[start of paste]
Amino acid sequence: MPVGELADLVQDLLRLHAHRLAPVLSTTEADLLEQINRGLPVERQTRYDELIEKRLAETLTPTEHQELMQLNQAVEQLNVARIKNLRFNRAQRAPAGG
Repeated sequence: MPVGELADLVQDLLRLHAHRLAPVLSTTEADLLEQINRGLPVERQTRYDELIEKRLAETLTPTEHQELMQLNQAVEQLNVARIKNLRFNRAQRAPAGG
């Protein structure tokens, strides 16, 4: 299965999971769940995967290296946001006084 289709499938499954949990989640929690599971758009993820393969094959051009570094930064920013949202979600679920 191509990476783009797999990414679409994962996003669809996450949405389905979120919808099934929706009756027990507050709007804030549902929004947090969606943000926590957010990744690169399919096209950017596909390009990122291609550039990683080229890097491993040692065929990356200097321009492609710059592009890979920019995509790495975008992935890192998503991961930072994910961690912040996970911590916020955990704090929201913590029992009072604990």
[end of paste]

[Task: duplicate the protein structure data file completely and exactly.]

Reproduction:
Amino acid sequence: MPVGELADLVQDLLRLHAHRLAPVLSTTEADLLEQINRGLPVERQTRYDELIEKRLAETLTPTEHQELMQLNQAVEQLNVARIKNLRFNRAQRAPAGG
Repeated sequence: MPVGELADLVQDLLRLHAHRLAPVLSTTEADLLEQINRGLPVERQTRYDELIEKRLAETLTPTEHQELMQLNQAVEQLNVARIKNLRFNRAQRAPAGG
């Protein structure tokens, strides 16, 4: 299965999971769940995967290296946001006084 289709499938499954949990989640929690599971758009993820393969094959051009570094930064920013949202979600679920 191509990476783009797999990414679409994962996003669809996450949405389905979120919808099934929706009756027990507050709007804030549902929004947090969606943000926590957010990744690169399919096209950017596909390009990122291609550039990683080229890097491993040692065929990356200097321009492609710059592009890979920019995509790495975008992935890192998503991961930072994910961690912040996970911590916020955990704090929201913590029992009072604990």